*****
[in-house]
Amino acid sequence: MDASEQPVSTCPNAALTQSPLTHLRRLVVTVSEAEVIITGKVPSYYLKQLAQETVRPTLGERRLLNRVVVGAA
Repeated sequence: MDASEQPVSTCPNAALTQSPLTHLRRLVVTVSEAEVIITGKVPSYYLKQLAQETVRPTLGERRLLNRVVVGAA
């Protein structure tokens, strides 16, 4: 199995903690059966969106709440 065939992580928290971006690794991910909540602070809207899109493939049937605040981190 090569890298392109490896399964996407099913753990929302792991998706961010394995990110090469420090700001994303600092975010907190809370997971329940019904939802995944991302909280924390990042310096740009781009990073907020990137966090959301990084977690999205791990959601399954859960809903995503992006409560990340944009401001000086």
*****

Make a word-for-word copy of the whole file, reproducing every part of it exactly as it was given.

[in-house]
Amino acid sequence: MDASEQPVSTCPNAALTQSPLTHLRRLVVTVSEAEVIITGKVPSYYLKQLAQETVRPTLGERRLLNRVVVGAA
Repeated sequence: MDASEQPVSTCPNAALTQSPLTHLRRLVVTVSEAEVIITGKVPSYYLKQLAQETVRPTLGERRLLNRVVVGAA
């Protein structure tokens, strides 16, 4: 199995903690059966969106709440 065939992580928290971006690794991910909540602070809207899109493939049937605040981190 090569890298392109490896399964996407099913753990929302792991998706961010394995990110090469420090700001994303600092975010907190809370997971329940019904939802995944991302909280924390990042310096740009781009990073907020990137966090959301990084977690999205791990959601399954859960809903995503992006409560990340944009401001000086």